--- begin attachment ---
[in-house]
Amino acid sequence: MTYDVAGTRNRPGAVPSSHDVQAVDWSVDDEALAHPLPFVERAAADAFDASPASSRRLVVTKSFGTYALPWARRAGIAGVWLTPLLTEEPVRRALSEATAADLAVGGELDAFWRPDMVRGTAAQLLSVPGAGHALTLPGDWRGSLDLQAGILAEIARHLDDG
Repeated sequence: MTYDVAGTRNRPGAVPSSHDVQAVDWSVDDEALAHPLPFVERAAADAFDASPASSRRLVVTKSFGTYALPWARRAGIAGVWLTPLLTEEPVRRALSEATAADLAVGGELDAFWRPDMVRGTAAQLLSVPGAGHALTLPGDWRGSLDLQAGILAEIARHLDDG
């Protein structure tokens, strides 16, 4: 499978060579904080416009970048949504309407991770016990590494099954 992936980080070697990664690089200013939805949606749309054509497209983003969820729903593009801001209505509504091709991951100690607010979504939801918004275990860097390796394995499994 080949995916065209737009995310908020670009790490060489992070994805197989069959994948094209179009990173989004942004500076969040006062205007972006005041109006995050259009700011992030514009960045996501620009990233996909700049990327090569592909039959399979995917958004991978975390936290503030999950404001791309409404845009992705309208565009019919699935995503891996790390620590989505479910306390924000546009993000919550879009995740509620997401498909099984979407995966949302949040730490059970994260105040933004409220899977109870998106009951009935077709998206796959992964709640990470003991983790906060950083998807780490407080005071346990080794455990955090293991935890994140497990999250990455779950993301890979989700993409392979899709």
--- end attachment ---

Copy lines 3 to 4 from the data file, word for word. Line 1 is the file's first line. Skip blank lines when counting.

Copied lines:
Repeated sequence: MTYDVAGTRNRPGAVPSSHDVQAVDWSVDDEALAHPLPFVERAAADAFDASPASSRRLVVTKSFGTYALPWARRAGIAGVWLTPLLTEEPVRRALSEATAADLAVGGELDAFWRPDMVRGTAAQLLSVPGAGHALTLPGDWRGSLDLQAGILAEIARHLDDG
């Protein structure tokens, strides 16, 4: 499978060579904080416009970048949504309407991770016990590494099954 992936980080070697990664690089200013939805949606749309054509497209983003969820729903593009801001209505509504091709991951100690607010979504939801918004275990860097390796394995499994 080949995916065209737009995310908020670009790490060489992070994805197989069959994948094209179009990173989004942004500076969040006062205007972006005041109006995050259009700011992030514009960045996501620009990233996909700049990327090569592909039959399979995917958004991978975390936290503030999950404001791309409404845009992705309208565009019919699935995503891996790390620590989505479910306390924000546009993000919550879009995740509620997401498909099984979407995966949302949040730490059970994260105040933004409220899977109870998106009951009935077709998206796959992964709640990470003991983790906060950083998807780490407080005071346990080794455990955090293991935890994140497990999250990455779950993301890979989700993409392979899709």